Ghislaine Maxwell has lost her bid to be transferred from solitary confinement into the general inmate population of her Brooklyn jail, where she is being held for charges of trafficking, sexual exploitation and abuse of minors.
The 58-year-old is currently being held at the Metropolitan Detention Centre in Brooklyn following her arrest on 2 July, and has been accused of luring and grooming underage girls, so Jeffery Epstein, her former boyfriend and business associate, could abuse them.
On Tuesday, Manhattan federal court Judge Alison Nathan denied a request from Ms Maxwell’s lawyers for the US Bureau of Prisons (BOP) to monitor her the same way they do the other inmates, according to CBS News.
Her lawyers had argued that she is unable to adequately prepare for her upcoming trial, because she is being held under strict conditions, which include her being watched closely by the bureau’s psychologists.
Ms Maxwell’s lawyers also claimed that she is being subjected to multiple searches and have alleged that her phone calls are being monitored.
“These prison guards constantly observe Ms Maxwell and take notes on her every activity, including her phone conversations with defence counsel,” the lawyers claimed.
After turning down the request on Tuesday, Ms Nathan claimed that Ms Maxwell “has provided the Court with no evidence, and no reason to believe, that the surveillance measures are motivated by improper purposes”.
Ms Nathan added that “The BOP is providing the defendant with conditions that allow her access to discovery materials so that she can meaningfully participate in the preparation of her defence. Further action by the Court as this juncture is therefore unnecessary.”
However, the judge said that if “facts on the ground change such that the defendant is not being provided sufficient access to her legal materials, defence counsel may seek intervention by the Court”, as the agency has a “duty to ensure the safety and security of the defendant”.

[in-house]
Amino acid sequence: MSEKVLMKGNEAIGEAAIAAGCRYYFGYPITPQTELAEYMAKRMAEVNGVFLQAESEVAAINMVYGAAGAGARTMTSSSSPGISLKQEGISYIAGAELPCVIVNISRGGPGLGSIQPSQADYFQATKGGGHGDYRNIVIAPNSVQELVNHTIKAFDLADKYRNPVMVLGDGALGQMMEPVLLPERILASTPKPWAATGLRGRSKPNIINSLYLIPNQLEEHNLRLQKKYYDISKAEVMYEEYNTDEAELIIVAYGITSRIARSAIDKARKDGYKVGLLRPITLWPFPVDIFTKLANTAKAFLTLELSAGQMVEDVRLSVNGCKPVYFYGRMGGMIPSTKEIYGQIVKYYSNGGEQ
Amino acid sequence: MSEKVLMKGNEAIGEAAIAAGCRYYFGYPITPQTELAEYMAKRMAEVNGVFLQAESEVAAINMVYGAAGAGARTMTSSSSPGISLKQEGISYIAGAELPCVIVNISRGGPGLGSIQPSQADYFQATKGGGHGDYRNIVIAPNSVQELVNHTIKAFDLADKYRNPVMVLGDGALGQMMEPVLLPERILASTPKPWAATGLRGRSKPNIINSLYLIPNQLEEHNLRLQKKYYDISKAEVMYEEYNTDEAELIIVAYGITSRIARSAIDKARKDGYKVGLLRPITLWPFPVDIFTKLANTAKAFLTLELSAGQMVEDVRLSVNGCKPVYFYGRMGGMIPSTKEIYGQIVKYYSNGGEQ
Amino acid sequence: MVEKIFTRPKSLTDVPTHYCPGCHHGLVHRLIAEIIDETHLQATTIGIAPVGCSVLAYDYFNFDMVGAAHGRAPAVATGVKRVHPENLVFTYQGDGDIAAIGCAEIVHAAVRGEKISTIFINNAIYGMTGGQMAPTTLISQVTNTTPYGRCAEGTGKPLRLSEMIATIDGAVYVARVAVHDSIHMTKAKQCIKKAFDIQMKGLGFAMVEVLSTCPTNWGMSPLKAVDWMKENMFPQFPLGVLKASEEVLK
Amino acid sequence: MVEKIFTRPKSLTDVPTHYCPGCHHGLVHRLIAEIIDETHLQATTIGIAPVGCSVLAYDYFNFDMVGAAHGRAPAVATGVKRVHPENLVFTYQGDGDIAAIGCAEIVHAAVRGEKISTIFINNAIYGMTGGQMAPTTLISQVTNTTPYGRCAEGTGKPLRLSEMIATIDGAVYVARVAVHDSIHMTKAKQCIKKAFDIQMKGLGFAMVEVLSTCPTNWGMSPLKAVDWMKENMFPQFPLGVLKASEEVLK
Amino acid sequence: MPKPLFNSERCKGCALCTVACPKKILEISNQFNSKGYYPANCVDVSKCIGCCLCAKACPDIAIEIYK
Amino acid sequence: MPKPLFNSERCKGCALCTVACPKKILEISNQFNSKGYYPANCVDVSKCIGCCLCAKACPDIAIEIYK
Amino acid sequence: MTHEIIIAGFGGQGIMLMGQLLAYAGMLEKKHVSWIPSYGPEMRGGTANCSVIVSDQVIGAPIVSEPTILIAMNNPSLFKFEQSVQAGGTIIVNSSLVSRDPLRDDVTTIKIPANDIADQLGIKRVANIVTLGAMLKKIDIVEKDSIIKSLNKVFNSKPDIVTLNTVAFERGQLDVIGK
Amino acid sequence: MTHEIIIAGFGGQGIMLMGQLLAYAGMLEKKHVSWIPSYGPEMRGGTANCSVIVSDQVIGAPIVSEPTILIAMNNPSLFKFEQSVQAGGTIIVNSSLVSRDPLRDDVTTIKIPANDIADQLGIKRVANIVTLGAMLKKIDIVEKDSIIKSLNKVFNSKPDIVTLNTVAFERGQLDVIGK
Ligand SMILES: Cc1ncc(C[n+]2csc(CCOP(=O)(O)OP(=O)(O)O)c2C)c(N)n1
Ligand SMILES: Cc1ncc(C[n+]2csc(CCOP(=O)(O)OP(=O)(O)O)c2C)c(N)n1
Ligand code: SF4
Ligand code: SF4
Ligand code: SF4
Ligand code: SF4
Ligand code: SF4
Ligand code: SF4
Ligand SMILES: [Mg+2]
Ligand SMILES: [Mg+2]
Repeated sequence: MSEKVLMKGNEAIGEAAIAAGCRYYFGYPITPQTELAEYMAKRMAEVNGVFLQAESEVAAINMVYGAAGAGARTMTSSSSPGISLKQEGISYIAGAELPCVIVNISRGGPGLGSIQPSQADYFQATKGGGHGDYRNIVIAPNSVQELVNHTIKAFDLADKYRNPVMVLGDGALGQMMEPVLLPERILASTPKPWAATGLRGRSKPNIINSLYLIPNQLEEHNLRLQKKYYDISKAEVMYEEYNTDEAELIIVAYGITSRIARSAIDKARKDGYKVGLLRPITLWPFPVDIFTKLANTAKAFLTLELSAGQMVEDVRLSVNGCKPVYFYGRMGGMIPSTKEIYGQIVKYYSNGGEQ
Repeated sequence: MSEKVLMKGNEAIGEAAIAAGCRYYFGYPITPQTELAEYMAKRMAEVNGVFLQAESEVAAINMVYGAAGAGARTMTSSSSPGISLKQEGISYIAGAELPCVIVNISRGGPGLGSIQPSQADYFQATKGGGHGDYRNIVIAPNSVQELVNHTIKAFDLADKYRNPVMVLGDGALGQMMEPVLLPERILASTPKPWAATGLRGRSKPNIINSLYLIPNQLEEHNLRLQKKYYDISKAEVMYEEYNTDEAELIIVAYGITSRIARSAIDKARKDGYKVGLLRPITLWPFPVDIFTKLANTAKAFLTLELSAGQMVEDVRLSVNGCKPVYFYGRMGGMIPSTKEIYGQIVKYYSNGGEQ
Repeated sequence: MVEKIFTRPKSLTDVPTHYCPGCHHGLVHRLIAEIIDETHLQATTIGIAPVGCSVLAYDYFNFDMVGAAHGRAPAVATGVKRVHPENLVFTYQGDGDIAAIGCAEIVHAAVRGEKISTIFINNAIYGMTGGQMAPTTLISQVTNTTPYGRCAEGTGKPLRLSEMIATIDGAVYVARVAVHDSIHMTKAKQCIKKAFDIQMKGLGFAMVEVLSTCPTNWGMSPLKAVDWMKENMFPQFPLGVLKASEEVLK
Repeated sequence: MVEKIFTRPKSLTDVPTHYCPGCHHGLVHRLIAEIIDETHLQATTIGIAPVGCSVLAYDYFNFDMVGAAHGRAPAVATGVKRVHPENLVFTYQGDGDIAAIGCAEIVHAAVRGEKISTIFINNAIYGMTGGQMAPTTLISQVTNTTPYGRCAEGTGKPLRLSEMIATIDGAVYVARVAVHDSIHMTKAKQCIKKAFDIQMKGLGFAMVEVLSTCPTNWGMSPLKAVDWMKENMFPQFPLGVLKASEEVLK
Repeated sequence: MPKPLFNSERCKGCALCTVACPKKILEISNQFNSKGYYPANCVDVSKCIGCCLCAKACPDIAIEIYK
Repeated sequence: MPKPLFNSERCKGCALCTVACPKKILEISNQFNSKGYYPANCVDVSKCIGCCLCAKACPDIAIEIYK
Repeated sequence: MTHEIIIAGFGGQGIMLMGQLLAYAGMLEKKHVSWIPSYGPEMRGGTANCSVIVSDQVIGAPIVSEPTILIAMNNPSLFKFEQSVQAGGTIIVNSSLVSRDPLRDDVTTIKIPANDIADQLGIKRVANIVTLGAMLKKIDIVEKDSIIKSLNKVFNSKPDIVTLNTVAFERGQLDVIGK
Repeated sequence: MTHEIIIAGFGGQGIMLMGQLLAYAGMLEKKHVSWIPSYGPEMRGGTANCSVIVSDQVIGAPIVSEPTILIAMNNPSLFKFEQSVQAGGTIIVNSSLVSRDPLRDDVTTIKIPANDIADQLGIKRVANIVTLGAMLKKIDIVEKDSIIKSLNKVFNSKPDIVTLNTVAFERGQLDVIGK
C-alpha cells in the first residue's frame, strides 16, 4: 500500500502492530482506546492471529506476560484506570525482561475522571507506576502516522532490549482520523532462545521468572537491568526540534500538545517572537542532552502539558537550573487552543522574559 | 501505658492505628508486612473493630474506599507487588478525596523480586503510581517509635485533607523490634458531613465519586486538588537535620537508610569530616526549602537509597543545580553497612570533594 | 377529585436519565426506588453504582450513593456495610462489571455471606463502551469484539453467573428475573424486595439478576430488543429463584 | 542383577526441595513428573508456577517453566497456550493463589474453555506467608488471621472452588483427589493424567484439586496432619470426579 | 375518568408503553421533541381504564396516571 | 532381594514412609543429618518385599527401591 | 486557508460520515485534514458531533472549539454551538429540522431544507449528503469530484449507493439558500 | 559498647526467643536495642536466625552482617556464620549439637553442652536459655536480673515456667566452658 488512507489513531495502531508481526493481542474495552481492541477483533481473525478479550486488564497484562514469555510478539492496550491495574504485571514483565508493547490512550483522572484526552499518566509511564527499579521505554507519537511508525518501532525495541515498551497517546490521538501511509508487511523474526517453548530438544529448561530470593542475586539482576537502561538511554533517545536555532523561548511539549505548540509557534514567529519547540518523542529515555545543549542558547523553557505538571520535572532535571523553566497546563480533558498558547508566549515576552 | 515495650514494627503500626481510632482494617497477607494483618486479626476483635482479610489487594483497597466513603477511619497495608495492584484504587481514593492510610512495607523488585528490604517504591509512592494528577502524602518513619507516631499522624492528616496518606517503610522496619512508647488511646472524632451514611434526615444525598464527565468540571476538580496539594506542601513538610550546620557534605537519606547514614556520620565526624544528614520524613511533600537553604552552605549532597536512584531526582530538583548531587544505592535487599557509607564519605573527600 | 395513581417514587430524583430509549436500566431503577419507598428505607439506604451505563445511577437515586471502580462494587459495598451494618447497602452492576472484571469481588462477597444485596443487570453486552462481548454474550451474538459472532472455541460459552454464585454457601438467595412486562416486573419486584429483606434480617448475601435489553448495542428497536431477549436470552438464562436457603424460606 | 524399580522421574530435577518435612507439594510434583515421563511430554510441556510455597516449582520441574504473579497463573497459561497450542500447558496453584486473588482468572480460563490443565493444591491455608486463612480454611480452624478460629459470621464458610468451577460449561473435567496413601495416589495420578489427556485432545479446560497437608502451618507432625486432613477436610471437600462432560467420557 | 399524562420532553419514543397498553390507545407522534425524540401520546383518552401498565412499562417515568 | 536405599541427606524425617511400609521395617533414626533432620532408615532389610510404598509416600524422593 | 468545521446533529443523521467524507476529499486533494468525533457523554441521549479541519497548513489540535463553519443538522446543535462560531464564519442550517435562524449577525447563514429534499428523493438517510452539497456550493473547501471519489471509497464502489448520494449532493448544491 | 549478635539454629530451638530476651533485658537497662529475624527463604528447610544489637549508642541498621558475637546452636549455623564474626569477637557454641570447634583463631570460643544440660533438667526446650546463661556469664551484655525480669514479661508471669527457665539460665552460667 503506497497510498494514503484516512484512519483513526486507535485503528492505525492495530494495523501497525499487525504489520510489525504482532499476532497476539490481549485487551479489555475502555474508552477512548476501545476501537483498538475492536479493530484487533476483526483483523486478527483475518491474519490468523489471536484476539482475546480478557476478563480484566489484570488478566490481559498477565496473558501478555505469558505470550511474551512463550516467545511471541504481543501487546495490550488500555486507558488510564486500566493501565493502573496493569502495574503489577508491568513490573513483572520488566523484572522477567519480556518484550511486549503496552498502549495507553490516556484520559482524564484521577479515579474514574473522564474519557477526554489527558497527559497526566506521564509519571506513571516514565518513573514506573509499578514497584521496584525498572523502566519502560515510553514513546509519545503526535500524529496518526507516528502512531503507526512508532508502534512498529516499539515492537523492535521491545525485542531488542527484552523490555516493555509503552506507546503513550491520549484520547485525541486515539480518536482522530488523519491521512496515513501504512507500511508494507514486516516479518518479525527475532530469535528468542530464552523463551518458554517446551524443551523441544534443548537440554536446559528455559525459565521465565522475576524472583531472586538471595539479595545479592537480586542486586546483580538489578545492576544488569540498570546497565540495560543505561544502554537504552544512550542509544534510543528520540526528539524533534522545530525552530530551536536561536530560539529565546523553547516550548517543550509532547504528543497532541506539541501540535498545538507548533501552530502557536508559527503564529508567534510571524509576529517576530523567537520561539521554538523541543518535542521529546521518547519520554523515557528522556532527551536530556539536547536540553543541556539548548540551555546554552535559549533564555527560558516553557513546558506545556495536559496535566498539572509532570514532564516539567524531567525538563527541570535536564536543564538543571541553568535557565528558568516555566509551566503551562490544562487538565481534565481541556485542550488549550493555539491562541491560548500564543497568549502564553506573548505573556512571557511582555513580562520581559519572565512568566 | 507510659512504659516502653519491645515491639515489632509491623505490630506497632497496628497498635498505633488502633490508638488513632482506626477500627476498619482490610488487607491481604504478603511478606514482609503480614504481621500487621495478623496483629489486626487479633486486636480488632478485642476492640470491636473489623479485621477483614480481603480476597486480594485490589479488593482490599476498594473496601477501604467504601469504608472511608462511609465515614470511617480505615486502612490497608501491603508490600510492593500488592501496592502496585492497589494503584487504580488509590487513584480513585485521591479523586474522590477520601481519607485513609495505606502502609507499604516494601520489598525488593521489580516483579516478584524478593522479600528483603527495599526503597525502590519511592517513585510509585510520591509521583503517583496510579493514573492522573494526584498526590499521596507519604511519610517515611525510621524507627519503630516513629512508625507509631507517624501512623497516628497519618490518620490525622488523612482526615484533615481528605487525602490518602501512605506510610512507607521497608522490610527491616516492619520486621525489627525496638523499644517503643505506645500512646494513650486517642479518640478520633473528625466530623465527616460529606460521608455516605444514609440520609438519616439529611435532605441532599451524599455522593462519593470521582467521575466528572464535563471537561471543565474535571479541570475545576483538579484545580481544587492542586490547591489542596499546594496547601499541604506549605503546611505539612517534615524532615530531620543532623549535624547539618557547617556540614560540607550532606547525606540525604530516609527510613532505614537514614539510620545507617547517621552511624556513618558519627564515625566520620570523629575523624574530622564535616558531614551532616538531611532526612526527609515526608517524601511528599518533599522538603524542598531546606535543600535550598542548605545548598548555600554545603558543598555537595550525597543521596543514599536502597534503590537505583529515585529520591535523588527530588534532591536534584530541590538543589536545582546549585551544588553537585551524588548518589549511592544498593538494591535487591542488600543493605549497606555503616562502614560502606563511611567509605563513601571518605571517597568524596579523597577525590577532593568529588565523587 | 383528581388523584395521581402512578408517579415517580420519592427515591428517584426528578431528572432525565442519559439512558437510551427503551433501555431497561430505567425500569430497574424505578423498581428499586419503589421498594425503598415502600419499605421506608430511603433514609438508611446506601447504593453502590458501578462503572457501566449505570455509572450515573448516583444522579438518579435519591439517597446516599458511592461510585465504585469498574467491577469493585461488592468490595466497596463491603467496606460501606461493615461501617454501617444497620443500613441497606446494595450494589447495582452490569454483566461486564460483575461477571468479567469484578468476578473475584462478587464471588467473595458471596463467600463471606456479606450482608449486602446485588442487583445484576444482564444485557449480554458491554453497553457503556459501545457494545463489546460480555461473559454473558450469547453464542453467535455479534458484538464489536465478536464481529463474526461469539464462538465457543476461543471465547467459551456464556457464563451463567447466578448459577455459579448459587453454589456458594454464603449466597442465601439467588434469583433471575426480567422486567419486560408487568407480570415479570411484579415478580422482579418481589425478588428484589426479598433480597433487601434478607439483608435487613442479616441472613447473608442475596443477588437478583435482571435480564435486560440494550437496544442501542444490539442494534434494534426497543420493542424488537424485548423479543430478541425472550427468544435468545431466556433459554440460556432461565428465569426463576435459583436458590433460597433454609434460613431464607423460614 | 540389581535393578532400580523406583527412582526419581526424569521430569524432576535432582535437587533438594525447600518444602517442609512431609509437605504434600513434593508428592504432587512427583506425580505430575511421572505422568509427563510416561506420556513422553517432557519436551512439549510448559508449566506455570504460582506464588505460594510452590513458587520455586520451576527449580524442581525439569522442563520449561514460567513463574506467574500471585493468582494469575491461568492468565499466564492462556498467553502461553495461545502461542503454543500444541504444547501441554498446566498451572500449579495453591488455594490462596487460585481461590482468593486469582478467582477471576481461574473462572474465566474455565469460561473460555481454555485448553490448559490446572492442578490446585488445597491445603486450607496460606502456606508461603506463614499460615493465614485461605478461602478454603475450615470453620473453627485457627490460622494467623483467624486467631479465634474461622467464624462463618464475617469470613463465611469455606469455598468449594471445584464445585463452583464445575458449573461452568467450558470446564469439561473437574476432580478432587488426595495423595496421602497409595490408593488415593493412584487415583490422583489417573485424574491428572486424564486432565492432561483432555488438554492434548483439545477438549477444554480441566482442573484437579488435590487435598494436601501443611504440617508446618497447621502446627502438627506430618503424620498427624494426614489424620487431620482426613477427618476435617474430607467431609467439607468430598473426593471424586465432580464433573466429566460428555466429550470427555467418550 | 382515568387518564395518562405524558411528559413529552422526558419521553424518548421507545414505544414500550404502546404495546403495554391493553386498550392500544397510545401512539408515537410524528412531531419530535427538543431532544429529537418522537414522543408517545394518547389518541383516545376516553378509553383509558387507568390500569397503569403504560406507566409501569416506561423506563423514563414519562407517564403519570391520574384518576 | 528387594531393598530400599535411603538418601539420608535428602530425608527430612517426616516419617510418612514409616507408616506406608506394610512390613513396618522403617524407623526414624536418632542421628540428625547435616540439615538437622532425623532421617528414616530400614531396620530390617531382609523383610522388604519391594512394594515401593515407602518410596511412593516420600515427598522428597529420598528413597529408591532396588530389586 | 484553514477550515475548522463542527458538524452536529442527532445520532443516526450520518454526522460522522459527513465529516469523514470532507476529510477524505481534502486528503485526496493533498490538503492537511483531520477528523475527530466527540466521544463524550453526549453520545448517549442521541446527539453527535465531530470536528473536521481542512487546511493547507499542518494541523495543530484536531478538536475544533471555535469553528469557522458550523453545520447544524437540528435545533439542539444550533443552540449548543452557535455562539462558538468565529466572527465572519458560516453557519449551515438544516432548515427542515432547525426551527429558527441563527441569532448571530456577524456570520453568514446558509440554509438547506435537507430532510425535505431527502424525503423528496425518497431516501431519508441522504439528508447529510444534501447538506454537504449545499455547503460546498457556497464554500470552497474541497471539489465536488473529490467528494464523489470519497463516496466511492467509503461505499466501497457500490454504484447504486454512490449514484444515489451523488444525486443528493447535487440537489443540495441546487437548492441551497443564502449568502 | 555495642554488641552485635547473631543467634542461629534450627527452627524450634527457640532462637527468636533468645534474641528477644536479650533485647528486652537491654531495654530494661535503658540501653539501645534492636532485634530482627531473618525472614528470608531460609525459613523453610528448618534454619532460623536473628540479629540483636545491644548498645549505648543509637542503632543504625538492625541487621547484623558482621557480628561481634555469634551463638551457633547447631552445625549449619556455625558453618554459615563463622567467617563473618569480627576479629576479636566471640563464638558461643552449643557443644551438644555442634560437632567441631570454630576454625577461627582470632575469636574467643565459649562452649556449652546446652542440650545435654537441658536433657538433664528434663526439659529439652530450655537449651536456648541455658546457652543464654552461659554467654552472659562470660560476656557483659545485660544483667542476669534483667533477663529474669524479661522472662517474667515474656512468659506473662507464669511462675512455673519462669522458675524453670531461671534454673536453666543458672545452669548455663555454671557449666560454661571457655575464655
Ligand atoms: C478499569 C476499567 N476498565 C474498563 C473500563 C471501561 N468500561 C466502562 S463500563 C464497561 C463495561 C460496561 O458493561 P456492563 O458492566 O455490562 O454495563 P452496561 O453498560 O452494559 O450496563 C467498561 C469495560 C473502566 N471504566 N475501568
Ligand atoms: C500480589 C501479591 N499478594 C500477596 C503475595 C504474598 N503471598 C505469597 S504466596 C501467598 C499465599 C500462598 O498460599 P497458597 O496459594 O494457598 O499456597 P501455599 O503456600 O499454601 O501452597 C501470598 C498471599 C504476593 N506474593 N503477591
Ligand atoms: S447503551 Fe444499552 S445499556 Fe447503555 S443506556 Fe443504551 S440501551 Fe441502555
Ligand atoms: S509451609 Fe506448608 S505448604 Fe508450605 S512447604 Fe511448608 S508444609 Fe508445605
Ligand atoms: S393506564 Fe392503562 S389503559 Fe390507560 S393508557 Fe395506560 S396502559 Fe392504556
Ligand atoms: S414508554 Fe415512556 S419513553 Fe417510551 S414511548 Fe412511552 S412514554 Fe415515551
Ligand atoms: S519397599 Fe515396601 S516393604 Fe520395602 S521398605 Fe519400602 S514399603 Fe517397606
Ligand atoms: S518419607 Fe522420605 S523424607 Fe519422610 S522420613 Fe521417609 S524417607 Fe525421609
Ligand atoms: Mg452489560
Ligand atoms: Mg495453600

Maxwell’s lawyers had also argued that she is being treated differently to other inmates, due to her status and the circumstances that surrounded Epstein’s death last year.
Epstein was found dead in his New York prison cell in August 2019, while he was awaiting trial on charges relating to the trafficking and sexual abuse of minors.
A coroner ruled that he died by suicide, and an investigation into the circumstances around his death alleged multiple safeguarding failures by the prison staff who were supposed to be monitoring him.
The British socialites’ lawyers said that Ms Maxwell is being treated like she will harm herself, but they have argued that she has never been suicidal and is being treated unfairly.
“She, unlike Mr Epstein, has never been suicidal and was never diagnosed as exhibiting risk factors for suicide,” her lawyers wrote in a separate filing last month.
Ms Maxwell’s trial has been scheduled for July 2021, and reports have claimed that an entire floor of the prison has been emptied to house Maxwell without interaction with other prisoners.
In a filing two weeks ago, prosecutors said Ms Maxwell “will be placed into the general population if and when BOP is assured that such placement would not pose a threat to the orderly operation of the institution”.
The judge also denied a request from Ms Maxwell’s lawyers on Tuesday that asked for the identities to be revealed of three women who have claimed Epstein and his one time girlfriend conspired to sexually abuse them when they were teenagers.
Ms Nathan said that the prosecutors had only just started to turn evidence over the defence that might be used during the trial and added that discussions on witnesses had not yet started, according to the Associated Press.
The judge said that Maxwell’s lawyers could renew their request in November, after the deadline for the prosecutors to hand over their evidence has passed.
In a pre-trial hearing in July, Maxwell pleaded not guilty to all the charges and was denied bail.
Register for free to continue reading
Registration is a free and easy way to support our truly independent journalism
By registering, you will also enjoy limited access to Premium articles, exclusive newsletters, commenting, and virtual events with our leading journalists
Already have an account? sign in
Join our new commenting forum
Join thought-provoking conversations, follow other Independent readers and see their replies